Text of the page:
In November 2012, an independent review, commissioned by then-Secretary-General Ban Ki Moon, issued a highly critical report. The subject was the UN’s role during the final stages (September 2008 to May 2009) of Sri Lanka’s internal armed conflict. The review’s core finding was that there had been a “systemic” failure of UN action - that is: a failure across the UN’s three pillars of peace and security, development and human rights; failure of analysis, operations and political engagement.
The report said that the UN had been fragmented in its approach and did not rally around the core risks or adequately seek political support from Member States. The Secretary-General instructed that there be a follow-up process to turn the report’s recommendations into actions to improve UN action worldwide. The result, at the end of 2013, was “Human Rights up Front”.
Human Rights up Front is largely about prevention and getting the UN to use its full capacity – across all of its offices, and not only the human rights ones - to ensure situations do not deteriorate to crises where people, and sometimes States themselves, are at great risk. In the worst such cases we see mass atrocities and genocide.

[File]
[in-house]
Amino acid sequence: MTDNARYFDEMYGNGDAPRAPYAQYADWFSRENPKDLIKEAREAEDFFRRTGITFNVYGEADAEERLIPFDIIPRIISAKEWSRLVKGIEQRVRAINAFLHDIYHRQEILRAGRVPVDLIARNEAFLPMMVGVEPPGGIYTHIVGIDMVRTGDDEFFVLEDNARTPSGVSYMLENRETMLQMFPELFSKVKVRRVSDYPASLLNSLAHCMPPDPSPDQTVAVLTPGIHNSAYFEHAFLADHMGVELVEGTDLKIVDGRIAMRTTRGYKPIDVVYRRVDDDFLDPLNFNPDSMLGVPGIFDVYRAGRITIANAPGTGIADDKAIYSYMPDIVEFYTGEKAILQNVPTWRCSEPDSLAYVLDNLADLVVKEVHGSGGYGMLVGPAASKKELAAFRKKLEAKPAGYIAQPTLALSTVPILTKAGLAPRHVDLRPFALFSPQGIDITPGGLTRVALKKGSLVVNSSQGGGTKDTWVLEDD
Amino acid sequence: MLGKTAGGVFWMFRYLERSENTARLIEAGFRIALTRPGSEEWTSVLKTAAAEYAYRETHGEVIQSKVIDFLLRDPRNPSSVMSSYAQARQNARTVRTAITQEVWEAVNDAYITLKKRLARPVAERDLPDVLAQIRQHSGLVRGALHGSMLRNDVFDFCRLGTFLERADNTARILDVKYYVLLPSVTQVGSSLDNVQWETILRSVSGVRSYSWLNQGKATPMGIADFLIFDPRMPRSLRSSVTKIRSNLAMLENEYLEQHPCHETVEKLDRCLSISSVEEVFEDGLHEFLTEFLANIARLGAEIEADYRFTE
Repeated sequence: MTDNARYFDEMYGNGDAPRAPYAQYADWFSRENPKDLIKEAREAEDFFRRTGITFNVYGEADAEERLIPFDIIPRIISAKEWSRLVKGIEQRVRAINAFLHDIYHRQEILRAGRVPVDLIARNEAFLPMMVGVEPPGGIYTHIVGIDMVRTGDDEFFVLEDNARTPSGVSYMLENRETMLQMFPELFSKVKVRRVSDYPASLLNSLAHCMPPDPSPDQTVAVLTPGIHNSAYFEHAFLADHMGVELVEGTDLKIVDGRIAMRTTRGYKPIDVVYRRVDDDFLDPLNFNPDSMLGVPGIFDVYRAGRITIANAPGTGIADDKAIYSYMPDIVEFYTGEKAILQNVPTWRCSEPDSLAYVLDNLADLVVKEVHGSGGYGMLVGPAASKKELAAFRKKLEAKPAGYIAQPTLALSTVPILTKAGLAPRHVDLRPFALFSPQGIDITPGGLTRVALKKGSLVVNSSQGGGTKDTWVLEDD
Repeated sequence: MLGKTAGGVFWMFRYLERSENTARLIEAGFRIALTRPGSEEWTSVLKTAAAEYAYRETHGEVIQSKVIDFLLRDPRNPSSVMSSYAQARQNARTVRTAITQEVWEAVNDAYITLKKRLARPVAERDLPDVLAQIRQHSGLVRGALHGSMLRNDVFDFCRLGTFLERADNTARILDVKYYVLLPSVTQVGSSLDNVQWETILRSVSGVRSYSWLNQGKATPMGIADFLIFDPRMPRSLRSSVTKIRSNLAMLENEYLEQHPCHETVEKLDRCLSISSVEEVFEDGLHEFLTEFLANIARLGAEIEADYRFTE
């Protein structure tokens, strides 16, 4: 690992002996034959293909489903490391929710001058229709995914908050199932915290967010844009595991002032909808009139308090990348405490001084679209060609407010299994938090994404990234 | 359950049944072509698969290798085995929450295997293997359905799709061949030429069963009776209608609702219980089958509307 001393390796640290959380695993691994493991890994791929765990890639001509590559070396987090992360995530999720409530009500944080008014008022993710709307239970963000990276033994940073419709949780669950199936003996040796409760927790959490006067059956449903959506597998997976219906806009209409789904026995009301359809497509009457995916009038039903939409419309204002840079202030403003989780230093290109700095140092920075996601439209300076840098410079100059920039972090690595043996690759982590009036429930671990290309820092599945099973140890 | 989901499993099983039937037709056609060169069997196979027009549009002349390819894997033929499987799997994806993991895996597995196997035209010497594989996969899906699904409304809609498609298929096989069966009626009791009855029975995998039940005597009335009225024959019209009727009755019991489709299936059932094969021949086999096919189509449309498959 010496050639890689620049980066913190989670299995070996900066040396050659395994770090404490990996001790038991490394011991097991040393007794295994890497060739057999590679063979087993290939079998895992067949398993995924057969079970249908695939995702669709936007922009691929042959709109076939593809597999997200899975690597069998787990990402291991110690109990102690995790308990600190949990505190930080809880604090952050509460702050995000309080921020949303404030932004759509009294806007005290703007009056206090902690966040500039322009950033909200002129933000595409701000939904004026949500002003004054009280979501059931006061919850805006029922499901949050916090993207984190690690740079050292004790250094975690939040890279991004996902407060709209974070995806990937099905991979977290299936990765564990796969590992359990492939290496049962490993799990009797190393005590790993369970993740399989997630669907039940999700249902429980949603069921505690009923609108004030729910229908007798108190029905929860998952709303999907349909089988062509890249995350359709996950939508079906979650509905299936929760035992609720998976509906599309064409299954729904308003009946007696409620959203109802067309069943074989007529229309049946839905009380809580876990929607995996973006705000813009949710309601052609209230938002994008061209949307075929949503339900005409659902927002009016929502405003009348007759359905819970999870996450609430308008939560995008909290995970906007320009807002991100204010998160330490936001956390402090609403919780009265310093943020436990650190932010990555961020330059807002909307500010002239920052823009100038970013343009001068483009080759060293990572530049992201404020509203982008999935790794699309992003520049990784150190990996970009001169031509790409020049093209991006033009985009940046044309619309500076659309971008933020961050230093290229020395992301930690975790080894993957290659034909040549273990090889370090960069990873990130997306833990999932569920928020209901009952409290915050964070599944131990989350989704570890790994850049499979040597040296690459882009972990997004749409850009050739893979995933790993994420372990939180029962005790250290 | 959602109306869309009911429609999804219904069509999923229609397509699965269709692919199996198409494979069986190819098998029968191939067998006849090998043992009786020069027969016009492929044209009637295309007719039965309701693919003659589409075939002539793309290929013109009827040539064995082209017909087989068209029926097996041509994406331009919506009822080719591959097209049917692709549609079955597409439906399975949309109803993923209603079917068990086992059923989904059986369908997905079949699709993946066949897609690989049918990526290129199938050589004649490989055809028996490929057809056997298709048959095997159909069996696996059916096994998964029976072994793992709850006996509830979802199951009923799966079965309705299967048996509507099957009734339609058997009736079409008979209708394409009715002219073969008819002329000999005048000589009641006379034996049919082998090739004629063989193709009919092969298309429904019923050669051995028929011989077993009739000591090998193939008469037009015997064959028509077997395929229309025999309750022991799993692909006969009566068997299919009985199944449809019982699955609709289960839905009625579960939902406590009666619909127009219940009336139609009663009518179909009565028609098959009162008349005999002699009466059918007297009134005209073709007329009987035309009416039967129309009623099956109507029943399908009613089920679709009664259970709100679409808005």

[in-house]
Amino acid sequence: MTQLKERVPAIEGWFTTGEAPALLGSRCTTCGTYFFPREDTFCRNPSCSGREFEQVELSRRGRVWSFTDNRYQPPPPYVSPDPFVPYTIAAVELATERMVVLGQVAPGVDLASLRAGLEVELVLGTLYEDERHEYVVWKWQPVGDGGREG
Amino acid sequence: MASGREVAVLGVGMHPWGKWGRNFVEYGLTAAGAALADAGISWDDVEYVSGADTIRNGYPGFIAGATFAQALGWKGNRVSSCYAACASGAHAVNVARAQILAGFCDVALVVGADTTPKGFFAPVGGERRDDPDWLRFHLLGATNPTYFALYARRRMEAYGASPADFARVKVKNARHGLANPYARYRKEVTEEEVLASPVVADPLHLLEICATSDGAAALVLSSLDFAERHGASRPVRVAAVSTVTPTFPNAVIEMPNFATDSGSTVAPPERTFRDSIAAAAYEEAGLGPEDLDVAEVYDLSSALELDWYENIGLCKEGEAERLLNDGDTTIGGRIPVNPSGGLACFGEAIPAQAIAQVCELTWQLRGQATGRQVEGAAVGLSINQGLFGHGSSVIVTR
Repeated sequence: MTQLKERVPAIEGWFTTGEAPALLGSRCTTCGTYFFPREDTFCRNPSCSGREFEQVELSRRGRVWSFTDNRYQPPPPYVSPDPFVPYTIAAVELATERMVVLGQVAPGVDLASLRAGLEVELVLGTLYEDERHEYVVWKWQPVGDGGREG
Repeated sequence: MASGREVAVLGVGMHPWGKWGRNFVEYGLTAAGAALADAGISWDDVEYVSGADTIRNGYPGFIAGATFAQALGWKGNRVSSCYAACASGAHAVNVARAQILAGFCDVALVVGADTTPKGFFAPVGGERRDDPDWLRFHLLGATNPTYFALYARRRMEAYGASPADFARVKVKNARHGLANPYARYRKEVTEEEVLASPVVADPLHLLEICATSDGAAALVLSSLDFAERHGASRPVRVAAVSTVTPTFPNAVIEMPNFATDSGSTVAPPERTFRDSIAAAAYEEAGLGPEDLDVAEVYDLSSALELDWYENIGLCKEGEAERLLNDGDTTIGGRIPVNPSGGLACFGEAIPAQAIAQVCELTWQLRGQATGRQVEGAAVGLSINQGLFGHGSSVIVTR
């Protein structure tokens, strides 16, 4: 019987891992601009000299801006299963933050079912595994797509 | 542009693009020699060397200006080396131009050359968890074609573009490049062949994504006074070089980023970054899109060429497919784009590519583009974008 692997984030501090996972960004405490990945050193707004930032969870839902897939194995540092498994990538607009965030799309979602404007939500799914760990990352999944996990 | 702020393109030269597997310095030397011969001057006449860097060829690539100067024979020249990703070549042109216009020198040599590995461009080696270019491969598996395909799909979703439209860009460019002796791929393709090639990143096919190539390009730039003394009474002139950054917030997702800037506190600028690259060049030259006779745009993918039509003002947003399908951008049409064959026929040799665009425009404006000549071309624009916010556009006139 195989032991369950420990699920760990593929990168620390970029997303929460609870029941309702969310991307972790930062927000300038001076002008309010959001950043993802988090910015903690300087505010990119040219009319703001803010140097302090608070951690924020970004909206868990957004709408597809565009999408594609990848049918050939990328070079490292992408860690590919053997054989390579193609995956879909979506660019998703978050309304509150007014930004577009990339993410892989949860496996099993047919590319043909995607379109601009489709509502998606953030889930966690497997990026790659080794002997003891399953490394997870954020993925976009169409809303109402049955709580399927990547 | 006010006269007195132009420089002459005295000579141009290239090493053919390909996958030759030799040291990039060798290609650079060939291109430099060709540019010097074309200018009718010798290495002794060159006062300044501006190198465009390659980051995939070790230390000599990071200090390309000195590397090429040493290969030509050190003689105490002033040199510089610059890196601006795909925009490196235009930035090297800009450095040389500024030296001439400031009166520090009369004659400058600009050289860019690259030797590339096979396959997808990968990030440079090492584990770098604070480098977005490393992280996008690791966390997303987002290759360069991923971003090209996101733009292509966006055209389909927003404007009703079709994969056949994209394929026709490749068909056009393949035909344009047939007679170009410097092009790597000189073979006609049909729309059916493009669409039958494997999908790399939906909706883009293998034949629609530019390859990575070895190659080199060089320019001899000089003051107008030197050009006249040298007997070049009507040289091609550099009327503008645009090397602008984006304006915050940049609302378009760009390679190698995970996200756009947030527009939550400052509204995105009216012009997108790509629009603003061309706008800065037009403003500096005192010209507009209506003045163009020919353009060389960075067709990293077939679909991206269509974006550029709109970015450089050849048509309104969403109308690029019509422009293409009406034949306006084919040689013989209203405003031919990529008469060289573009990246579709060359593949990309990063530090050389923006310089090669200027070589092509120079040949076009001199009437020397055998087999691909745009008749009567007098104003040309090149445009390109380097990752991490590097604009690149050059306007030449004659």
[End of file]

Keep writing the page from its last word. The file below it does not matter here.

The initiative sought to bring about a cultural change to help UN staff bring their many mandates to address complex problems in ways that protect people’s rights, and to encourage people to speak out when they see dangerous warning signs. It included internal reforms to translate the cultural change into action. And it also launched an effort to work better with Member States to obtain their support both for the initiative as a whole and for a new UN approach to worsening situations that would integrate human rights with development and political action.
Beginning in 2014, the UN engaged in a major effort to implement Human Rights up Front. The Secretary-General asked the heads of every UN department and the UN’s senior representatives in over 130 countries to implement Human Rights up Front under their auspices. He wrote an inspirational letter addressed to every single UN staff member asking them to reach for a higher standard in their actions, and an online training programme was taken by 16,000 staff.
Human Rights up Front sought to tell every staff that they had a role and a responsibility to implement the UN Charter’s principles. Performance assessment measures for senior staff were changed to reflect Human Rights up Front and prevention.
A new mechanism – the Regional Monthly Review – united senior staff from different entities to lead analysis and strategy on prevention in each region. It sought to merge the UN’s three pillars and to approach problems from the perspective of what Peoples and States really needed from the UN as a whole, rather than what individual UN entities had to offer. In other innovations, Human Rights up Front made a commitment to back up staff who took a stand on human rights issues.